Five questions for Caleb Booker

(Image courtesy Caleb Booker.)

(Image courtesy Caleb Booker.)

Today, online events producer Caleb Booker debuts a new video series devoted to, and filmed entirely inside, virtual worlds. The program, “Virtual Worlds Keynote,” is filmed in Second Life in front of a live studio audience. Well, virtually live.

The first guest is Jonena Relth, president of TBD Consulting Inc., who will be talking about how her company sold its real building and went virtual.

Caleb Booker

Caleb Booker

We asked Booker a few questions about his new program.

Q: Our readers are enterprise users interested in immersive virtual worlds. What will they gain from your program?

Booker: From the ground up this series is built to give solid solutions to real-world problems companies have every day. Each episode will feature a case study or “how-to” lesson that aims to show the practical benefits of using virtual environments as a tool, and what it takes to get real results. Over the course of planning the series it has taken the form of an outreach program for people who aren’t necessarily interested in virtual worlds yet, but just need a good solution to something they’re facing every day. I’ve been very adamant from the beginning that the episodes stay relatively short – in the 20 minute range – so that the recorded sessions can be easily passed around the office and fit in with presentations people are making internally. The end result, when you eventually look at the back catalog of the series, will be a big list of solutions that enterprise can pick up and run with right now.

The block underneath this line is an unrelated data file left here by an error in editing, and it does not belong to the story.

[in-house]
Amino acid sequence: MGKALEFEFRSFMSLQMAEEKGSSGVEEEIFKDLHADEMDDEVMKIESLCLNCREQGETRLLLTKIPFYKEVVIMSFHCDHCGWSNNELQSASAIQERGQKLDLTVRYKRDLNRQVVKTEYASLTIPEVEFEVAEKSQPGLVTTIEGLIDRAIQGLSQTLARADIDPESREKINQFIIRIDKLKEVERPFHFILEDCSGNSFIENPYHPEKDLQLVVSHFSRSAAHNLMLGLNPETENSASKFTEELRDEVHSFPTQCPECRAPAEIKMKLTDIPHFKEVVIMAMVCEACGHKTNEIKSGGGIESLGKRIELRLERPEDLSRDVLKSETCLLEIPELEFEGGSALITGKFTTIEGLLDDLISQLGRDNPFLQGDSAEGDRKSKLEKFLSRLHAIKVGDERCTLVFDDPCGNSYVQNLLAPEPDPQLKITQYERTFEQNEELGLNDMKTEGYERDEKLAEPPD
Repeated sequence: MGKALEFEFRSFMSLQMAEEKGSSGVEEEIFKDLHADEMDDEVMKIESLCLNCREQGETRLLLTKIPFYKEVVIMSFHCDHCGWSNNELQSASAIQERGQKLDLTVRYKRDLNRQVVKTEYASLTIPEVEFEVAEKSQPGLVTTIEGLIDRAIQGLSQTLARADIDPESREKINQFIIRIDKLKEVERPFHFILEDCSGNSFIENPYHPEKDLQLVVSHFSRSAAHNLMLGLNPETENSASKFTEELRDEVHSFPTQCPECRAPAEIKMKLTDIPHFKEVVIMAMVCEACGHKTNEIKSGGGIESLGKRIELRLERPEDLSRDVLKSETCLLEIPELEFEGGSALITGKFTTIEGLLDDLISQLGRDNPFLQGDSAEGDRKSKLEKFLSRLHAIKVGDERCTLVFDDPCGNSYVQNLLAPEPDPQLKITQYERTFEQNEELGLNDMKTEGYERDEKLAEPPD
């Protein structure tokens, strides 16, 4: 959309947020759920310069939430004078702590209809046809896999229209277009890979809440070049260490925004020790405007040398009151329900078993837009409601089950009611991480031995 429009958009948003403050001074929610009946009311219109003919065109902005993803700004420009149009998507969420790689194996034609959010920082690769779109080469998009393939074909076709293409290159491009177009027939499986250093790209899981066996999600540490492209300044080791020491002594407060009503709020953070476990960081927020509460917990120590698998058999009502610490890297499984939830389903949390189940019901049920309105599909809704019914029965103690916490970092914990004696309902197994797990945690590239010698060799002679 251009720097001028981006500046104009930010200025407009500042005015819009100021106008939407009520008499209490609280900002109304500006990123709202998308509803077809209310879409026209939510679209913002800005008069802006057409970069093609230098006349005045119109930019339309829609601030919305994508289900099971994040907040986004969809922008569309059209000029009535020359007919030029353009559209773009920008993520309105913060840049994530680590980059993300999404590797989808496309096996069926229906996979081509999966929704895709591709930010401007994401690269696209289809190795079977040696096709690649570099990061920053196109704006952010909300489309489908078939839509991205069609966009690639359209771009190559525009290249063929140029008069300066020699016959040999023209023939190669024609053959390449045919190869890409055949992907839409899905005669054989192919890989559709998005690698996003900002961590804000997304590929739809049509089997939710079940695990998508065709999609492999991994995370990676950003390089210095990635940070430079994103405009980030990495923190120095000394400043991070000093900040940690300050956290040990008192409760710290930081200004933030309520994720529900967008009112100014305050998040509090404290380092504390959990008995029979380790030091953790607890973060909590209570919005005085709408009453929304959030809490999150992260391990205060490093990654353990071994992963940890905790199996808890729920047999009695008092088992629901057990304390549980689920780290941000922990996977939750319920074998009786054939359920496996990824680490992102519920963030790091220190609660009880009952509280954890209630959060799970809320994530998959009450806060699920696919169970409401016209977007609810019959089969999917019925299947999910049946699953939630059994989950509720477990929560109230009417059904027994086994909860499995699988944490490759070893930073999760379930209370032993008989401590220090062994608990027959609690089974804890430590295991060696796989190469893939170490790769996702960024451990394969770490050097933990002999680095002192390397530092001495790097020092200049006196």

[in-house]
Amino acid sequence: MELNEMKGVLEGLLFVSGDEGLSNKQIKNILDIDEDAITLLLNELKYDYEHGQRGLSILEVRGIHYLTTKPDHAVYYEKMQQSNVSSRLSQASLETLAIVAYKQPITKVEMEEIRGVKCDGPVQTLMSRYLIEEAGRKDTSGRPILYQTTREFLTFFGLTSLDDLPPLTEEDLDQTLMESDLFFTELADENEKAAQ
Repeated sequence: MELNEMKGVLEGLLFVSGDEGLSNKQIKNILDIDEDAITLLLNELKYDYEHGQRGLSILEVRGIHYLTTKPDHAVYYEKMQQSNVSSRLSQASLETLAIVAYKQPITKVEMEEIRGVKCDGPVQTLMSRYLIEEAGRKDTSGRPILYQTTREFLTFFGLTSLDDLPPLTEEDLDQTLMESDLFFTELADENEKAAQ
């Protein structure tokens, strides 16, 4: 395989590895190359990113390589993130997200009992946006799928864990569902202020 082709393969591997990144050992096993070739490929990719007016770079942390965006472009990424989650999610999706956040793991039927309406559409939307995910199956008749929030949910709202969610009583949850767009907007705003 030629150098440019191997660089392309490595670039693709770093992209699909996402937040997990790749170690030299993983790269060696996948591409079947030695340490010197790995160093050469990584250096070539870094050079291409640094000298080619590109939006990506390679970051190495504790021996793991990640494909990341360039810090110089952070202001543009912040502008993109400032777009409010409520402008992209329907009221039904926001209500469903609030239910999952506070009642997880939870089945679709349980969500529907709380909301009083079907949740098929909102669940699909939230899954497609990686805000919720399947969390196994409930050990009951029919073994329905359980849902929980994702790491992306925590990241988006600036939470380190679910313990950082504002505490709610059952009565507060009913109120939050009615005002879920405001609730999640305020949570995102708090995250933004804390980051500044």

Q: Virtual worlds often get a bad rap in the business community. They remind people of games, and some have a reputation for sexual content. How do you address this?

Booker: With a lot of understanding. The fact is that this stuff is pretty weird to those who aren’t already involved. Imagine seeing, for the first time, someone reading a book. You’d naturally ask them why in the world they’d gain information that way when they could much more easily ask an elder for advice. It would seem preposterous to go through all the training it takes to learn to read, only to find out that learning to write takes an entirely separate skill set. You’d likely accept any and all criticisms of this “reading” stuff so that you could get back to what you’re comfortable with.

The point is that every new technology takes a bit of faith, and that’s something we in the B2B community need to earn. I’m hoping to do this by having guests on the show that can demonstrate specific returns for the time and money invested in a virtual world project. We can only do that by speaking in the common language of business, rather than the techno-babble or religious “Cult of Web 2.0” speak that evangelists tend to gravitate toward.

That means saying in three dozen ways: “If you want X result, here’s Y method to accomplish that. Oh, and yes, that involves the use of virtual worlds.”

Q: There’s been some recent turmoil in the sector. Forterra sold off OLIVE to SAIC after laying off half its staff. Oracle won’t support Project Wonderland anymore. On the consumer side, Metaplace folded, as did Google’s Lively. Is it even worth it for a company to look at virtual worlds right now?

Booker: This is actually the best possible time for companies to start getting involved. Costs are low, and some serious competitive advantages are to be had. However, let’s not confuse the plight of platforms with the companies that use them. Sure there are fewer platforms for the moment, but the companies that use them are more active than ever.

What we’re seeing with the attrition of these platforms is a combination of two things: experiments that ended, and computer nerds who didn’t necessarily have an interest in running a business. We technologists are in a big rush to see virtual world platforms mature. We want it all and we want it now. The fact is, though, that the formula for a perfect virtual environment doesn’t exist yet and there’s no real consensus on what it might look like when it does. Even though you can go out there and make something useful right now, the tech is only just beginning to find its legs.